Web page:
Does Brazil even care about the Copa America Centenario? It's a valid question to ask after they named a squad that doesn't include a number of important players, but the biggest eyebrow-raiser of them all is the absence of Neymar, Brazil's best player and captain.
Brazil chose to withhold Neymar for the Olympics later in the summer, and perhaps other notable players like PSG's David Luiz and Lucas Moura, or Liverpool's Roberto Firmino, will wind up on the squad that will go for gold on home soil in Rio. The message sent by their exclusion from the Copa squad is clearly that Brazil values Olympic gold more than a special one-off expanded version of the Copa.
But what if that actually works out for those of us watching the tournament?
Make no mistake, Brazil is very, very good. On pure talent, they're absolutely one of the best national sides in the world. But for much of the last decade, they've been boring. Even with the likes of Kaka, Ronaldinho, and now Neymar leading their teams, they play matches that fail to inspire the awe that it seems like they should. Sure, there are moments of flash when their attack really gets rolling, but in between there's a lot of defensive play, leaning on bruising midfielders thumping opponents off the ball and lumping the ball forward.
But when you look at this squad, you can't help but think they might be more fun than they were in the past two major tournaments they played.
It's not just the talent, either. With Brazil's focus elsewhere and their seeming dismissal of the Copa America this year, there's no pressure on this team to perform. That pressure seemed to get to Brazil in last year's Copa America as well as in the World Cup they hosted two years ago. In both cases, Brazil entered as favorites, but never really seemed to get up to full steam, often too afraid to lose and not taking the risks they needed to because of it. Ultimately they cracked under the pressure both times, getting played off the pitch by Germany in the World Cup, and falling to lowly Paraguay in the first knockout round of the Copa a year ago.
This team, though, has no such pressure. They can play with freedom and without the restrictions of the "favorites" label — Argentina, Mexico and Uruguay can deal with that instead. Meanwhile, Brazil will be bringing a young squad with a greater variety of attacking talent than normal to the tournament, and there's a greater potential for fun in this team than we've seen from a Brazil side in recent memory.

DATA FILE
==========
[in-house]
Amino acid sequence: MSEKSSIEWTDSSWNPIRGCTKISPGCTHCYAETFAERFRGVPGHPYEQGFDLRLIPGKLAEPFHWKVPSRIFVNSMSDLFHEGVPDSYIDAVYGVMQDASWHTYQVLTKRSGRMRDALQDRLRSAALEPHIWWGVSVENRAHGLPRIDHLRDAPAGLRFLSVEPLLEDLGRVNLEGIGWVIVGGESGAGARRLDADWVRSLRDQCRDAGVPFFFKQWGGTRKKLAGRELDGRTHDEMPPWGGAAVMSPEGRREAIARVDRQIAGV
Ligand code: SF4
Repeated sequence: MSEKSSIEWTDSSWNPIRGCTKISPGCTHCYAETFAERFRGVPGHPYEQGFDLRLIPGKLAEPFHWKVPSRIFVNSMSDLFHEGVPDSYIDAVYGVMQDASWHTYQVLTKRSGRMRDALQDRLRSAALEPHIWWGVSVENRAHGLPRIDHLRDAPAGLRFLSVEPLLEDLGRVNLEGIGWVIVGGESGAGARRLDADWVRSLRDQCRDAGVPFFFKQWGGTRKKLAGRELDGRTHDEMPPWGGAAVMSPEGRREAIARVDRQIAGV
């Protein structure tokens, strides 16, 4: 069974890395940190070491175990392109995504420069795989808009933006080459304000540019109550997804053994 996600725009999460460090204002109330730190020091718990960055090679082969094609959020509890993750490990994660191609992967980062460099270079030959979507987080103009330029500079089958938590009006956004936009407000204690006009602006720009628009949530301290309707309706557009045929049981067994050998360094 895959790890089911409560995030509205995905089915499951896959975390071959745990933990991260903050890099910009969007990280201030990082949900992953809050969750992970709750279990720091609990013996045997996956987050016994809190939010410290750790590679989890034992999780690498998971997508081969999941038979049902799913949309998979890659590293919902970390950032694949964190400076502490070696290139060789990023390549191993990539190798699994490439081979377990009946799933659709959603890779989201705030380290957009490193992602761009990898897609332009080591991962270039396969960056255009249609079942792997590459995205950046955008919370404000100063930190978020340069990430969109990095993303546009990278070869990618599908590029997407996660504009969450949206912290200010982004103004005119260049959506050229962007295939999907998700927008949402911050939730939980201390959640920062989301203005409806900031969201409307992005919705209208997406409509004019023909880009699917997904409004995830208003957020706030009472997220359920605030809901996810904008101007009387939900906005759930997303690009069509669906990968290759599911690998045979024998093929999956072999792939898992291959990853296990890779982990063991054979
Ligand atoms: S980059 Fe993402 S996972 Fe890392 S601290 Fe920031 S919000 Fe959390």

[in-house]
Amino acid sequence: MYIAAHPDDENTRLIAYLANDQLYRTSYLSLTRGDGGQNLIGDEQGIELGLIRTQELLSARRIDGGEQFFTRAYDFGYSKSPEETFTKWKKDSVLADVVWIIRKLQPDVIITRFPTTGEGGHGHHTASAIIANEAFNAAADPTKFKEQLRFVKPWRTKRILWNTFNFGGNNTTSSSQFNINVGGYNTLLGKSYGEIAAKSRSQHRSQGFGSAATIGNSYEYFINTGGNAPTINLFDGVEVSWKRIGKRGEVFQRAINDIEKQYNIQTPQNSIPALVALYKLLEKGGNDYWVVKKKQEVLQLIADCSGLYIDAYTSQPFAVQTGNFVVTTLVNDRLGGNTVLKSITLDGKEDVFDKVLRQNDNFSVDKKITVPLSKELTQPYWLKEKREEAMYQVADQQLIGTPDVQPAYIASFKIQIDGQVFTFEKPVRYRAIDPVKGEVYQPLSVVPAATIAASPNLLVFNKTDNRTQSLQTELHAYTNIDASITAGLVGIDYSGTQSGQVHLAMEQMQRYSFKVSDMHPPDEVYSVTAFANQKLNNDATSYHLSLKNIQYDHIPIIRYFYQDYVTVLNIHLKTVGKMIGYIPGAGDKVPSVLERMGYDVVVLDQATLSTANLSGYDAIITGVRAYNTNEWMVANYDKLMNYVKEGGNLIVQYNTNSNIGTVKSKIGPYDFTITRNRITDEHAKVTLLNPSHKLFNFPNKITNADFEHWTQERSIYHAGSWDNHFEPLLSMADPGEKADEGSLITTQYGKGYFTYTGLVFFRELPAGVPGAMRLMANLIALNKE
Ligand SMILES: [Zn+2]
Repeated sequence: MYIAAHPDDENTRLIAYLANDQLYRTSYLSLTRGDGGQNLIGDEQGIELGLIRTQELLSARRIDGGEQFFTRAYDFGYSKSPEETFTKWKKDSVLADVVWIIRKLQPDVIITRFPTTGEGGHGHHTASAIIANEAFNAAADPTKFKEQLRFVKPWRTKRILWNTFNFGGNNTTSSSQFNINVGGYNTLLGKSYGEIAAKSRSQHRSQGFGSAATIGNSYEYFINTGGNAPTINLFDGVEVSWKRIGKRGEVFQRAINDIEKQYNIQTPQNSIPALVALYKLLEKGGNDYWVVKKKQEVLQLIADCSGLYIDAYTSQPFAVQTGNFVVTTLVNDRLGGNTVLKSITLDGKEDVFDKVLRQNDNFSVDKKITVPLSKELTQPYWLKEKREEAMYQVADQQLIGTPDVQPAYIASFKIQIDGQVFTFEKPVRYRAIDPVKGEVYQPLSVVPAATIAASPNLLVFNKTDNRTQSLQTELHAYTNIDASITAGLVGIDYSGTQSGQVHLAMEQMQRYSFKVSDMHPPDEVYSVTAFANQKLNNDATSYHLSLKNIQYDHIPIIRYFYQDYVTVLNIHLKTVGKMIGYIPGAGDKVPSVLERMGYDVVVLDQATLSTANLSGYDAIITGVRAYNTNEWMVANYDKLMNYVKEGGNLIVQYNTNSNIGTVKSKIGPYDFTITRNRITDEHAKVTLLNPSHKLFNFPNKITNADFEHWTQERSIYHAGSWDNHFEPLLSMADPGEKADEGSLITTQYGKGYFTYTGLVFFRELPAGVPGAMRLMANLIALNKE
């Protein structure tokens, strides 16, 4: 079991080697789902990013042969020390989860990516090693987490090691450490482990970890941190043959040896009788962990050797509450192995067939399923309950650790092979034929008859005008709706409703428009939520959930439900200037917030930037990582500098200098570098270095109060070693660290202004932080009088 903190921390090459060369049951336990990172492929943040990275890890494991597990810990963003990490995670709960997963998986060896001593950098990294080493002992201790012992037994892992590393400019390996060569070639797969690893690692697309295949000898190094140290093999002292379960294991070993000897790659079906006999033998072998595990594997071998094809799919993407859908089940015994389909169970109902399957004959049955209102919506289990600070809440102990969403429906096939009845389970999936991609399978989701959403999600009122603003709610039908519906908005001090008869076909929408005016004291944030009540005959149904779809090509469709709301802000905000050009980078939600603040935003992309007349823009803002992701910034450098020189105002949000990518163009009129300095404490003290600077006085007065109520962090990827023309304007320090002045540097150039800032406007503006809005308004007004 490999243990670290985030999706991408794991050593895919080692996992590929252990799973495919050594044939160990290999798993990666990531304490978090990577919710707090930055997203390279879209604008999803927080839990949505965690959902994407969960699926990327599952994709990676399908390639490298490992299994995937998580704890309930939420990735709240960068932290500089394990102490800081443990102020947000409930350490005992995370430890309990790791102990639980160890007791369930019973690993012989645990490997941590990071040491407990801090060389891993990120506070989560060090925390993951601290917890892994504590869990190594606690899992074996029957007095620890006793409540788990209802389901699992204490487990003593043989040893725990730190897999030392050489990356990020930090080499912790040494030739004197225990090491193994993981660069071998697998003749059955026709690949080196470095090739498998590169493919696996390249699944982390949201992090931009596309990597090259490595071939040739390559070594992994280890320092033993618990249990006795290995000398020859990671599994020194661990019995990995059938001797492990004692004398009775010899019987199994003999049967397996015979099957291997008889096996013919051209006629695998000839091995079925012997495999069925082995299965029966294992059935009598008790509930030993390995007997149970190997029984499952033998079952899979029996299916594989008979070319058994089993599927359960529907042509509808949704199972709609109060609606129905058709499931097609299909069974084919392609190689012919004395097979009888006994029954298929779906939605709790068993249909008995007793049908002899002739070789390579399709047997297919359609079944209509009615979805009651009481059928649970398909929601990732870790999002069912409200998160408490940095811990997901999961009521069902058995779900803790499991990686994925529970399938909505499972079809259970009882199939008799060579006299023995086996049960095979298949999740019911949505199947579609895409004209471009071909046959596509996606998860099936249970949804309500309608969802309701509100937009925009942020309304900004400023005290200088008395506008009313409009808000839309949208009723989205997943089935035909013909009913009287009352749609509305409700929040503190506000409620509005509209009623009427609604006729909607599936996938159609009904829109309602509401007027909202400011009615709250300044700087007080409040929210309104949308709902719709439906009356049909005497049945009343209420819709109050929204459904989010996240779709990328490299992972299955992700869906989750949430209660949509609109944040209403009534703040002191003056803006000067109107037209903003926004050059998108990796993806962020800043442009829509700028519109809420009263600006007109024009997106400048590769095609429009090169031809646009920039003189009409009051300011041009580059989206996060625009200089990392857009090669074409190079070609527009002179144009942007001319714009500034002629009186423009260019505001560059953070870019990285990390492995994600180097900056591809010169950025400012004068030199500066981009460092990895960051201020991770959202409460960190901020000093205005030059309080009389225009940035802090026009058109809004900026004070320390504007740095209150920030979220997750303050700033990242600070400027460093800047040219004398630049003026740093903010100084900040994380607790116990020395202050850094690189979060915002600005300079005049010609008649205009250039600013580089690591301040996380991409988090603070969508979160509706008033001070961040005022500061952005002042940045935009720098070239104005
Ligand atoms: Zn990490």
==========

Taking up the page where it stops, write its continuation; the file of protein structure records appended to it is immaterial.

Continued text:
Sure, there's the usual solid-looking defensive midfield base, but even the likes of Luiz Gustavo and Casemiro offer more going forward than the typical Brazil midfield we've gotten used to seeing. The combinations in attack ahead of them are endless — Philippe Coutinho, Hulk, and Willian offer an experienced and massively talented attacking unit that can come at opponents in a lot of different ways, and they'll be supported by an in-form Kaka, given one last chance to lead his country to glory after Douglas Costa's injury. Throw in further options like Rafinha, Renato Augusto, Lucas Lima, Gabriel, and Ricardo Oliveira, and Brazil's attack has so many different options of how to play that opposing coaches will be dizzy trying to figure them all out.
Of course, there's every chance that this team winds up just not being very good. The defense looks shaky, relying on several players like Joao Miranda and Marquinhos who had unremarkable or wildly inconsistent club seasons. Their options in goal aren't stellar. The attack could get too clever and varied for its own good if Dunga isn't careful about how he employs it. Brazil may come to desperately miss the top-shelf talent they left behind.
But even if all of that goes pear-shaped, the chance of the team being actually fun, legitimately interesting, and delightfully entertaining is worth the risk. Brazil has been good for a very long time, but somewhere along the way they forgot how to be Brazil. This tournament could remind them of who they're supposed to be, and if they can figure out how to be as entertaining as they are effective, the world of soccer could be in a whole lot of trouble.